After Monday’s arrest, new details about the alleged plot emerged Tuesday, including how close the barrage of bullets came to the sleeping 10-year-old daughter of a state senator. Albuquerque police said in charging documents released Tuesday that Solomon Peña, 39, who lost a House seat in November by a nearly 2-1 margin but complained his defeat was rigged, masterminded the plot. Police accused him of conspiring with four accomplices to drive past officers’ homes and shoot at them.
Peña “provided firearms and cash payments and personally participated in at least one shooting,” the documents said. They allege he intended to cause “serious injury or death” to people in their homes, the documents said. The group allegedly stole at least two cars used in the incidents, police said.
One of the targets of the attack said the shootings were part of a series of violence that stemmed from Trump’s false claims of a stolen election and included 6th of January2021, attack on the US Capitol.
“You think it wouldn’t happen here, that someone would do this to local employees,” said former Bernalillo Commissioner Debbie O’Malley, whose home was shot at on Dec. 11. “There’s been this narrative for a long time: If you’re not getting your way, it’s okay to be aggressive. The message came from the top. It came from Trump.
According to charging documents, the latest incident occurred on Jan. 3, when at least a dozen rounds were fired at the Albuquerque home of state Sen. Linda Lopez.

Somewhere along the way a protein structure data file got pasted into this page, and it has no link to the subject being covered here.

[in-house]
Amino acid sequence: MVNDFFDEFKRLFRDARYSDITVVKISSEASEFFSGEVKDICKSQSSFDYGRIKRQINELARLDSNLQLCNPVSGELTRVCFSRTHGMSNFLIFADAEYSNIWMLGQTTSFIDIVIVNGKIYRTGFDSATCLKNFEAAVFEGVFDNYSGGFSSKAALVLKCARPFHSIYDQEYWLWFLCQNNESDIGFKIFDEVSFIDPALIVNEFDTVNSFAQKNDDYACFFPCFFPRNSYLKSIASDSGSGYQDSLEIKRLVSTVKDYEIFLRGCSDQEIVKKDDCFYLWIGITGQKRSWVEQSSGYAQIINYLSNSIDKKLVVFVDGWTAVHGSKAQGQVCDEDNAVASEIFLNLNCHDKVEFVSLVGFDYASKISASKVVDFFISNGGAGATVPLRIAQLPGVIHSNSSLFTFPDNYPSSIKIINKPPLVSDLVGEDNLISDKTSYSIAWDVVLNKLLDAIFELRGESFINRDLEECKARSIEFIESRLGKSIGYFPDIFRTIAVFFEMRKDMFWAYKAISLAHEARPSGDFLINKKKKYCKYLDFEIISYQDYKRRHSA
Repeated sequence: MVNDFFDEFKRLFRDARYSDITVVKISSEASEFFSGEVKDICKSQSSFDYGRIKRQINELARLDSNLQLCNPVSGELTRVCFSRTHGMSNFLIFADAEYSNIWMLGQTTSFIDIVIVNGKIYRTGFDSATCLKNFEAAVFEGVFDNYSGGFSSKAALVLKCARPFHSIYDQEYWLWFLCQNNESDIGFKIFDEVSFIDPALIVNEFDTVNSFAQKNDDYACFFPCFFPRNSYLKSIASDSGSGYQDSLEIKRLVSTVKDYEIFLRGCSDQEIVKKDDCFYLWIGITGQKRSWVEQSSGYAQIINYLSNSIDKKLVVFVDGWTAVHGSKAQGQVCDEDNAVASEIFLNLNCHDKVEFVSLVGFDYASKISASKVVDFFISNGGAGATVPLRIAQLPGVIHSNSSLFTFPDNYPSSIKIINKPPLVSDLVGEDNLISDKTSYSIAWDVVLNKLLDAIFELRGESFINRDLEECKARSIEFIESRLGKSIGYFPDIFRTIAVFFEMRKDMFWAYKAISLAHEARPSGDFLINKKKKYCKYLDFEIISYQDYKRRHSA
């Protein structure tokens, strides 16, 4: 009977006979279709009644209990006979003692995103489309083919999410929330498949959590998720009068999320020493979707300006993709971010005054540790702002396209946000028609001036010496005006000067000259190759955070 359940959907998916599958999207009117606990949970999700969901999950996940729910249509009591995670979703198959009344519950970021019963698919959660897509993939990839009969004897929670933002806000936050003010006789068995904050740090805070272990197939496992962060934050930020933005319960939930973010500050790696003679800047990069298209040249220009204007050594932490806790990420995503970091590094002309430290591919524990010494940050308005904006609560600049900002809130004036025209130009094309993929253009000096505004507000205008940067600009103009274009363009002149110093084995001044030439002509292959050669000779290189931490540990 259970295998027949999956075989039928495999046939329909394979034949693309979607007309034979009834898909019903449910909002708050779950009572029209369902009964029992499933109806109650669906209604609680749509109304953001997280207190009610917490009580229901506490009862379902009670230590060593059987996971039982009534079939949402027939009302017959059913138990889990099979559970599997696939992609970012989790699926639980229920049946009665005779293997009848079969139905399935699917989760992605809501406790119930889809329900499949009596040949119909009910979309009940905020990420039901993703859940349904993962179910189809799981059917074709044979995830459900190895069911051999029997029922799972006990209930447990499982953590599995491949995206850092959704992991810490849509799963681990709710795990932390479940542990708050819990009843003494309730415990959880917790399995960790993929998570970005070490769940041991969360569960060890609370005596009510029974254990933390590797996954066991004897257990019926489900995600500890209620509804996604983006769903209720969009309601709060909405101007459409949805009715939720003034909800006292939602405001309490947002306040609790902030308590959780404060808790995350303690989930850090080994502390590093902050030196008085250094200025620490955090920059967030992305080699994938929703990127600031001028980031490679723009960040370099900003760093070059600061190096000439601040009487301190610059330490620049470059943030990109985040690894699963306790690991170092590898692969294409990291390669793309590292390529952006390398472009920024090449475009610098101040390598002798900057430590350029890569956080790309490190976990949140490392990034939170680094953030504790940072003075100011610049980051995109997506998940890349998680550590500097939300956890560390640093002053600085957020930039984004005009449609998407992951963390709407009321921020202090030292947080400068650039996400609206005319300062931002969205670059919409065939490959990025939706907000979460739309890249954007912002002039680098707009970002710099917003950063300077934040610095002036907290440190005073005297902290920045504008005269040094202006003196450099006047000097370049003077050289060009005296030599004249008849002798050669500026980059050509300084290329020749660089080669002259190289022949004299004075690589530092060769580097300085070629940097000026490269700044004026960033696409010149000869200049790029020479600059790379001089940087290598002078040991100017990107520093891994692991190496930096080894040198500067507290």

Lopez told police she initially thought the loud bangs she heard shortly after midnight were fireworks. But in the middle of the night, her 10-year-old daughter woke up thinking a spider had crawled across her face and wondered why her bed looked like it was full of sand.
At dawn, Lopez noticed holes in the house that led her to suspect a shooting. After realizing that drywall dust from bullet holes had awakened her daughter, she called authorities, according to charging documents. The documents also allege that Peña personally took part in the shooting of Lopez because he was unhappy that previous shots were aimed “so high into the walls.”
Peña brought an assault rifle to Lopez’s home, but it jammed during the incident and did not fire, according to the documents.
Police accused Peña of orchestrating similar attacks in December at the Albuquerque homes of New Mexico state Rep. Javier Martinez, Bernalillo County Commissioner Adrian Barboa and O’Malley, who was also a county commissioner at the time. They did not say whether the shooting at those homes came close to hitting anyone. Lopez, Martinez and Barboa could not be reached for comment.
Before running for office, Peña served nearly seven years in prison on convictions related to a burglary and robbery scheme that included burglary, theft and assisting a minor.
In an interview, Albuquerque Police Chief Harold Medina said there was no question Peña was motivated by Trump’s false claims of election fraud following the former president’s defeat in 2020. Medina said Peña regularly expressed extreme views on social media and brags about attending Trump’s “Stop Theft” rally in Washington on January 6, 2021.